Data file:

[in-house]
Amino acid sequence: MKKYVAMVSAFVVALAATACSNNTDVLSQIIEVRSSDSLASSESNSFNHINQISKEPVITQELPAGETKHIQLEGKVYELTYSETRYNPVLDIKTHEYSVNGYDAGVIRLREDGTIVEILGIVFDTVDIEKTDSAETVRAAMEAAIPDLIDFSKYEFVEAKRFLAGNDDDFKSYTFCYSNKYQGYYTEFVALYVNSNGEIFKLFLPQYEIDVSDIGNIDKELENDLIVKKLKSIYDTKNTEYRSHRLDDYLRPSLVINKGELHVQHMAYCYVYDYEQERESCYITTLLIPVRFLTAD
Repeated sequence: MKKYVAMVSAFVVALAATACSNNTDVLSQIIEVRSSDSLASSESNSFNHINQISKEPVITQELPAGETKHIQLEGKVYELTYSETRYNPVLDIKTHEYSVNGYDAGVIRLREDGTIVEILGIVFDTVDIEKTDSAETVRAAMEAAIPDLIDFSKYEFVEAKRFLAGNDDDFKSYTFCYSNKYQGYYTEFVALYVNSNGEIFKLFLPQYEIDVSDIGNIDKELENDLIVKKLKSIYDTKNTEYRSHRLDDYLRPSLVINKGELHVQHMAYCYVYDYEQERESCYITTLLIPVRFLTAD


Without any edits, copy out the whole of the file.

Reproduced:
[in-house]
Amino acid sequence: MKKYVAMVSAFVVALAATACSNNTDVLSQIIEVRSSDSLASSESNSFNHINQISKEPVITQELPAGETKHIQLEGKVYELTYSETRYNPVLDIKTHEYSVNGYDAGVIRLREDGTIVEILGIVFDTVDIEKTDSAETVRAAMEAAIPDLIDFSKYEFVEAKRFLAGNDDDFKSYTFCYSNKYQGYYTEFVALYVNSNGEIFKLFLPQYEIDVSDIGNIDKELENDLIVKKLKSIYDTKNTEYRSHRLDDYLRPSLVINKGELHVQHMAYCYVYDYEQERESCYITTLLIPVRFLTAD
Repeated sequence: MKKYVAMVSAFVVALAATACSNNTDVLSQIIEVRSSDSLASSESNSFNHINQISKEPVITQELPAGETKHIQLEGKVYELTYSETRYNPVLDIKTHEYSVNGYDAGVIRLREDGTIVEILGIVFDTVDIEKTDSAETVRAAMEAAIPDLIDFSKYEFVEAKRFLAGNDDDFKSYTFCYSNKYQGYYTEFVALYVNSNGEIFKLFLPQYEIDVSDIGNIDKELENDLIVKKLKSIYDTKNTEYRSHRLDDYLRPSLVINKGELHVQHMAYCYVYDYEQERESCYITTLLIPVRFLTAD